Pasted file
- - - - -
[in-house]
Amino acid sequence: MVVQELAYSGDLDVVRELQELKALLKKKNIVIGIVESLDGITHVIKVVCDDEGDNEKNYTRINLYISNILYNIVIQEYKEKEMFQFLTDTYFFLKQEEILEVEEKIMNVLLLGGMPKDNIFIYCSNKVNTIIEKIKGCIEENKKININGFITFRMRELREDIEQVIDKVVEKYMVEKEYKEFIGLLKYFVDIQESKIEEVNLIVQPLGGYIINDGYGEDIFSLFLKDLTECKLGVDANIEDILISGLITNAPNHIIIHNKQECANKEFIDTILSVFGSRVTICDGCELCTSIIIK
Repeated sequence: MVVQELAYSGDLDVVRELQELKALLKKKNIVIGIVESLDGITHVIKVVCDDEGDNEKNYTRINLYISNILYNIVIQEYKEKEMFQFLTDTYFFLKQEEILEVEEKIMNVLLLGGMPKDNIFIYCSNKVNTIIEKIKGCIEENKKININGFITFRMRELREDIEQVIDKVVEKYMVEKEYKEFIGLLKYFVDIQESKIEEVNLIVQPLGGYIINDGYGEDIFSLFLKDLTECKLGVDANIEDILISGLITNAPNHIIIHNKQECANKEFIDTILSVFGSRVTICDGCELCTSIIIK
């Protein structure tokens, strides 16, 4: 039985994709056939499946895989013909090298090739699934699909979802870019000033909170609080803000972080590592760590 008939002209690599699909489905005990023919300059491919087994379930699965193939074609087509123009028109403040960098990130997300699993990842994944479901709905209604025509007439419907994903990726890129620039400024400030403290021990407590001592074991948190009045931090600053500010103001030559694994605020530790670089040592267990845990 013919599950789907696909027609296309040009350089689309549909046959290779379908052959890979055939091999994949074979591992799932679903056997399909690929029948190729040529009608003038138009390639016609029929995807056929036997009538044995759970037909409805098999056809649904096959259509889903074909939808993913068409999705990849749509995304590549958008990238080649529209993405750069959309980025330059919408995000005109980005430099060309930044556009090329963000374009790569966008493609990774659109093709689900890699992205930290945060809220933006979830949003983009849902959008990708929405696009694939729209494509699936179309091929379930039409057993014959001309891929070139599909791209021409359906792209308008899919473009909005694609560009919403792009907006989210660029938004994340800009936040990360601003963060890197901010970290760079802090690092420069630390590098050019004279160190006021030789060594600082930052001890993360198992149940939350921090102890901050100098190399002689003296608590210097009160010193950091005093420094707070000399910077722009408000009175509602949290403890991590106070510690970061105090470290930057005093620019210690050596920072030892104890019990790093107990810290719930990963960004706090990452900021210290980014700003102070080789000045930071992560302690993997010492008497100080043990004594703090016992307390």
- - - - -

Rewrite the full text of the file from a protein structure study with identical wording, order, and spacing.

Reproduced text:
[in-house]
Amino acid sequence: MVVQELAYSGDLDVVRELQELKALLKKKNIVIGIVESLDGITHVIKVVCDDEGDNEKNYTRINLYISNILYNIVIQEYKEKEMFQFLTDTYFFLKQEEILEVEEKIMNVLLLGGMPKDNIFIYCSNKVNTIIEKIKGCIEENKKININGFITFRMRELREDIEQVIDKVVEKYMVEKEYKEFIGLLKYFVDIQESKIEEVNLIVQPLGGYIINDGYGEDIFSLFLKDLTECKLGVDANIEDILISGLITNAPNHIIIHNKQECANKEFIDTILSVFGSRVTICDGCELCTSIIIK
Repeated sequence: MVVQELAYSGDLDVVRELQELKALLKKKNIVIGIVESLDGITHVIKVVCDDEGDNEKNYTRINLYISNILYNIVIQEYKEKEMFQFLTDTYFFLKQEEILEVEEKIMNVLLLGGMPKDNIFIYCSNKVNTIIEKIKGCIEENKKININGFITFRMRELREDIEQVIDKVVEKYMVEKEYKEFIGLLKYFVDIQESKIEEVNLIVQPLGGYIINDGYGEDIFSLFLKDLTECKLGVDANIEDILISGLITNAPNHIIIHNKQECANKEFIDTILSVFGSRVTICDGCELCTSIIIK
């Protein structure tokens, strides 16, 4: 039985994709056939499946895989013909090298090739699934699909979802870019000033909170609080803000972080590592760590 008939002209690599699909489905005990023919300059491919087994379930699965193939074609087509123009028109403040960098990130997300699993990842994944479901709905209604025509007439419907994903990726890129620039400024400030403290021990407590001592074991948190009045931090600053500010103001030559694994605020530790670089040592267990845990 013919599950789907696909027609296309040009350089689309549909046959290779379908052959890979055939091999994949074979591992799932679903056997399909690929029948190729040529009608003038138009390639016609029929995807056929036997009538044995759970037909409805098999056809649904096959259509889903074909939808993913068409999705990849749509995304590549958008990238080649529209993405750069959309980025330059919408995000005109980005430099060309930044556009090329963000374009790569966008493609990774659109093709689900890699992205930290945060809220933006979830949003983009849902959008990708929405696009694939729209494509699936179309091929379930039409057993014959001309891929070139599909791209021409359906792209308008899919473009909005694609560009919403792009907006989210660029938004994340800009936040990360601003963060890197901010970290760079802090690092420069630390590098050019004279160190006021030789060594600082930052001890993360198992149940939350921090102890901050100098190399002689003296608590210097009160010193950091005093420094707070000399910077722009408000009175509602949290403890991590106070510690970061105090470290930057005093620019210690050596920072030892104890019990790093107990810290719930990963960004706090990452900021210290980014700003102070080789000045930071992560302690993997010492008497100080043990004594703090016992307390």